Visit This Underrated Midwest National Park For Incredible Waterfall Views

The U.S. has plenty of national parks. We're talking 425 sites managed by the National Park System, 63 of which have the "national park" designation. So, it's understandable that visitors might only get to hear about the most famous national parks in the country, such as Yellowstone, Grand Canyon, Everglades, and Great Smoky Mountain, which are household names at this point.

If you've noticed, none of these are located in the Midwest. It's not that there aren't any national parks in the region — there are plenty of Midwest national parks. They just aren't well known; a case in point is Cuyahoga Valley National Park in Ohio. 

Cuyahoga was only declared a national park in 2000; compared to the lineup, it's still a bit new on the national parks scene, but it has been a recreational area since 1974. What's great about Cuyahoga is its proximity to Cleveland and Akron. "It's right in the middle of these two urban areas, and it just feels like a green island in the middle," Pamela Barnes, the park's PIO and community engagement supervisor, told USA Today. "It's 33,000 acres, 125 miles of trails, and something for everyone to do, so that may come as a bit of a surprise in a metropolitan area." 

So, you won't be out in the wilderness but still be able to enjoy the peace and beauty of the park's natural surroundings, especially its waterfalls and amazing views.

Cuyahoga's beautiful waterfalls

Cuyahoga Valley National Park has over 100 waterfalls. Most of these are on the park's north side, including the most famous cascades. Brandywine Falls is the most popular of all and one of the reasons people come to Cuyahoga in the first place. At 60 feet, this fall, created by Brandywine Creek, is also the tallest in the park and one of the tallest in the state. Its cascading waters can appear like a bridal veil as it falls over shales and soft rocks. In autumn, the waterfall's gorge is a canvas of contrasting green hemlock and vibrant maple trees.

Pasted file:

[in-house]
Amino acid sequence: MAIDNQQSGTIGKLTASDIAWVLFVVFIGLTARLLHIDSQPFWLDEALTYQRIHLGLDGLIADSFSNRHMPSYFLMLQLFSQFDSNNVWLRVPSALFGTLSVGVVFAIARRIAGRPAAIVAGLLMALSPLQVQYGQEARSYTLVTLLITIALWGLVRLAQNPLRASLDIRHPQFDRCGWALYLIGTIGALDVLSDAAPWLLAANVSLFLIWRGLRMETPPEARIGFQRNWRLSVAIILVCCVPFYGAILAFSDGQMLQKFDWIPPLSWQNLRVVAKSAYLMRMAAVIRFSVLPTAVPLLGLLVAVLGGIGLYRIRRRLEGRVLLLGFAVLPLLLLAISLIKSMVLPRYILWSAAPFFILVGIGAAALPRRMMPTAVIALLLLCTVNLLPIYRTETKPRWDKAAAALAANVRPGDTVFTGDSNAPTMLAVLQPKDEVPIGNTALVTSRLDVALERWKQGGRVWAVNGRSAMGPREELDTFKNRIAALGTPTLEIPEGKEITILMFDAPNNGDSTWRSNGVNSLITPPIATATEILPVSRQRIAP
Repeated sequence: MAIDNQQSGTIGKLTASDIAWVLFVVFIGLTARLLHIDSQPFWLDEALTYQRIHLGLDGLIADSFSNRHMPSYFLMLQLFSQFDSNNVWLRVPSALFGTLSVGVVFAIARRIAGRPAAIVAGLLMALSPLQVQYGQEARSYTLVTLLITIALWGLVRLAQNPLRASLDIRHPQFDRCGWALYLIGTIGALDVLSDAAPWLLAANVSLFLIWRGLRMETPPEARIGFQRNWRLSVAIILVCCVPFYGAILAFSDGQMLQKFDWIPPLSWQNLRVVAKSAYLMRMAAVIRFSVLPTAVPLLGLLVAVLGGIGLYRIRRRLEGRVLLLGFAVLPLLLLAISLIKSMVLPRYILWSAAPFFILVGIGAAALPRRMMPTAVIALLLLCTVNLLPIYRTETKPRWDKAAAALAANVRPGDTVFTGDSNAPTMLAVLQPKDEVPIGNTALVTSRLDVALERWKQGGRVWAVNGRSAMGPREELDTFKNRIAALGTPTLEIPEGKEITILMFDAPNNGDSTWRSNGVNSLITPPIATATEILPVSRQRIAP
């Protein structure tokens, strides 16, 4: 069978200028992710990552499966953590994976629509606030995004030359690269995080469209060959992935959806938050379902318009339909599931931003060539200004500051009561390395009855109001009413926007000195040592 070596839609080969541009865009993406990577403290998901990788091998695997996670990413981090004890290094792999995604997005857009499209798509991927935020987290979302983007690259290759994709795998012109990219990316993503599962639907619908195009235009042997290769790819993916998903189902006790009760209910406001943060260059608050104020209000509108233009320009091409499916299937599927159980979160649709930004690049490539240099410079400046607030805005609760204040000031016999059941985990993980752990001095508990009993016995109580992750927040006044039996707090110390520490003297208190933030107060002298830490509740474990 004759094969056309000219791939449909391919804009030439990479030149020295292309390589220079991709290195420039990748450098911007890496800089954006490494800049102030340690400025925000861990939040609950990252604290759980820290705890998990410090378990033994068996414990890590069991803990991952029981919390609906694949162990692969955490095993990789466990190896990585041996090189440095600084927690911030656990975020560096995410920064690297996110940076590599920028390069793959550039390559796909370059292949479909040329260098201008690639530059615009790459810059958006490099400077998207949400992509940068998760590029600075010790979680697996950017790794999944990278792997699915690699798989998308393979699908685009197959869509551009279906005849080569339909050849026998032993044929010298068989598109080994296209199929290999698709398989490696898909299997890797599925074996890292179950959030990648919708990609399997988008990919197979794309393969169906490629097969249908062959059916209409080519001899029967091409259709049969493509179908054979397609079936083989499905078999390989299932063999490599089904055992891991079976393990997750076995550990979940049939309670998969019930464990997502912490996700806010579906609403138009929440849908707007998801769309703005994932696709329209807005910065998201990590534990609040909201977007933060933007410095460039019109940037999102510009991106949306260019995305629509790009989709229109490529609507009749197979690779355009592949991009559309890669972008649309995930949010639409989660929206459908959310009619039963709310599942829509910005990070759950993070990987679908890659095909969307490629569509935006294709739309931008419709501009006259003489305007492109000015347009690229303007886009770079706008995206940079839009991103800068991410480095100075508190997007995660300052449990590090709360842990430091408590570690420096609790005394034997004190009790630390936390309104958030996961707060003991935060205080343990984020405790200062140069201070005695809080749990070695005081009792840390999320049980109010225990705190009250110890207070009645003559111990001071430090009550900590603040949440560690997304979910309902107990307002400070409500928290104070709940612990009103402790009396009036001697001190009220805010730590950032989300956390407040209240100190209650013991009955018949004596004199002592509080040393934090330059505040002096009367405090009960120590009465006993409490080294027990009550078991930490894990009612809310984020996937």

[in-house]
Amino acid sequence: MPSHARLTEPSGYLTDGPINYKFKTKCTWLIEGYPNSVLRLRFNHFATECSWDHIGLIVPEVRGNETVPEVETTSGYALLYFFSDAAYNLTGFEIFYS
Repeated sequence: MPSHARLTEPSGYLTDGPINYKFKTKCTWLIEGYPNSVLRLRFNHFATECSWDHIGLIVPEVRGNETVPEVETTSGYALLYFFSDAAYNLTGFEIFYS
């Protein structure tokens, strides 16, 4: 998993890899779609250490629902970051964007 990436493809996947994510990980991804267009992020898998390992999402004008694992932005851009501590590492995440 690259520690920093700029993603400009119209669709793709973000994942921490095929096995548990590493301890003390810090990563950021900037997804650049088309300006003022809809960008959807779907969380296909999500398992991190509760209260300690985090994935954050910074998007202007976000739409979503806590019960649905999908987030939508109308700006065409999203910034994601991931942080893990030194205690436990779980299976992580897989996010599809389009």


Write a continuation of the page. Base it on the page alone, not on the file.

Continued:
Another long waterfall, Bridal Veil Falls, can be found in Bedford Reservation. This waterfall, which drops 45 feet from Deerlick Creek, is a favorite spot for taking photos and is surrounded by hemlock and hardwood trees. Still in the Bedford Reservation, the seasonal Linda Falls forms a double fall when there is runoff but provides scenic views from both sides of a ravine. 

Meanwhile, Blue Hen Falls features a scenic hike before the 15-foot cascades appear into view. If you have time, try to find a rock to sit on and continue your appreciation of the natural marvel in peace and quiet. There are also small waterfalls, such as those found in Deer Lick Cave Area, which the Cleveland Metroparks manage.

Getting to Cuyahoga's waterfall viewing areas

Let's start with Brandywine Falls. The most famous falls of the park are also the easiest to reach — perhaps part of the reason for its popularity. "...[W]hat's great about it is it is accessible for anyone," Pamela Barnes informs USA Today. "It's just a short walk down a wooden boardwalk to a totally accessible viewing area."

To reach Bridal Veil Falls, you'll need to trek the dirt road along Deerlick Creek. Then, descend the wooden steps. The trail to this waterfall is popular with hikers, so you'll probably see some people walking along the trail. If you'd rather be alone or with fewer people, head to Blue Hen Falls. Cross the road from the Boston Mill Visitor Center's big park sign and find the blue blazes that mark the Buckeye Trail. This trail will lead up two ridges, down to a ravine before ascending a hill, and wind through the forest. Allot one to two hours to complete this trail. Alternatively, you could start at the Jaite Trailhead, but you'll have to walk a longer distance to the falls.

To view the Deer Lick Cave Area falls, the same blue blazes mark the trail from the parking lot, then down and up a ravine, where a small waterfall to the right awaits you. For Linda Falls, you'll need to follow the Sagamore Creek Trail, which brings you to the forest. When you reach the bottom of a gorge, head upstream; downstream, you'll find other waterfalls too.